Sirens rang in the background as he listened to his mother’s frantic voice, “Darren, I don’t know if I’m going to get out of here alive. I love you, son.” His mind race beyond imaginable as he sat hopelessly in a dayroom more than 800 miles away from her. He heard a drill sergeant in the distance yell, ‘We’re going to war’. Just when the situation seemed to be at its lowest, things turned for the worst.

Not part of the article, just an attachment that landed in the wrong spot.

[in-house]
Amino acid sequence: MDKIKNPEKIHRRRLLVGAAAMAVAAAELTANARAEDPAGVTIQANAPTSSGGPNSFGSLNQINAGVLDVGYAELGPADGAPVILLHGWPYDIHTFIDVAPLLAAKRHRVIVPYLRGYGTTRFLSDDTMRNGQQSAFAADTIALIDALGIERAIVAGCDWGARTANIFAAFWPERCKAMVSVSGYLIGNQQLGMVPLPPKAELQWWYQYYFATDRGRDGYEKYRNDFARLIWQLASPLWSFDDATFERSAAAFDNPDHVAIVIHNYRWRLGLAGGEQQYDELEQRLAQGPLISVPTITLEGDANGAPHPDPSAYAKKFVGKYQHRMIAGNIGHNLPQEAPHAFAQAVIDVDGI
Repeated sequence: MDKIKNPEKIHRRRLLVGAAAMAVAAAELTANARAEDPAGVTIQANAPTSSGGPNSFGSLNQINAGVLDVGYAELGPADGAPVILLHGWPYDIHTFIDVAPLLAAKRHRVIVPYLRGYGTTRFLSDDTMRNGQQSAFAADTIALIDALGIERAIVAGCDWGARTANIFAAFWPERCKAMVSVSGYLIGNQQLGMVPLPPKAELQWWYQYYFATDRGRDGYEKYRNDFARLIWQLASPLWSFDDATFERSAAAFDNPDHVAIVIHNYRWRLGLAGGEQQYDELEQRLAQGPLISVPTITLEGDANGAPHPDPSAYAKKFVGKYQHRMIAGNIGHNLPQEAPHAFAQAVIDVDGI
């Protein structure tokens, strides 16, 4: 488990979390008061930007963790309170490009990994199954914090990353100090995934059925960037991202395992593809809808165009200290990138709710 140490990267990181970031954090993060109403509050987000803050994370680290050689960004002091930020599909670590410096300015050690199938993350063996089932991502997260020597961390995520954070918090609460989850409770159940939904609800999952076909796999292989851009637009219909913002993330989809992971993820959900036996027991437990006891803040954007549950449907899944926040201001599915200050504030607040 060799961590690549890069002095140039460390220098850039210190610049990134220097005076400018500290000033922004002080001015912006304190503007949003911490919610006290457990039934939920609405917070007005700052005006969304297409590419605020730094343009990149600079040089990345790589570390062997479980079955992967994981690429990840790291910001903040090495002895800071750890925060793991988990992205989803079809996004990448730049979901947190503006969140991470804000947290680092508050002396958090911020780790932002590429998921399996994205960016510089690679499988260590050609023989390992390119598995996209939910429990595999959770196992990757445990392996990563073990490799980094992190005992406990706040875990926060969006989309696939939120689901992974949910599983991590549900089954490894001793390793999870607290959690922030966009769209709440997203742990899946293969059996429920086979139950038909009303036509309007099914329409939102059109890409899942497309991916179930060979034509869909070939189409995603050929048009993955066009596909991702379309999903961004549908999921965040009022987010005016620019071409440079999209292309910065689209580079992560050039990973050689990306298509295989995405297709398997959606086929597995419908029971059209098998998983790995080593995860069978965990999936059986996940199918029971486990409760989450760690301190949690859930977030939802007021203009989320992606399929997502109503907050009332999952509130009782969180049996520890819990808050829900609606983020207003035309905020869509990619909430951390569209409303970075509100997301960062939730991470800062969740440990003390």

Chief Warrant Officer 2 Darren Holcomb’s mother, Celestina Bynes, worked downtown Manhattan, only two blocks away from the skyscraper that once dominated the New York City skyline. Holcomb had recently joined the Army and was attending Advanced Individual Training at Fort Jackson, South Carolina.

The only verification he had of his mother’s well-being was suddenly disrupted. The phone call was disconnected. He cried into the phone, “Mom, Mom,” but there was no response, only a dial tone.

“I was traumatized when the phone cut off,” said the then-20-year-old private. “I thought the worst. I didn’t think I was going to hear form her again.”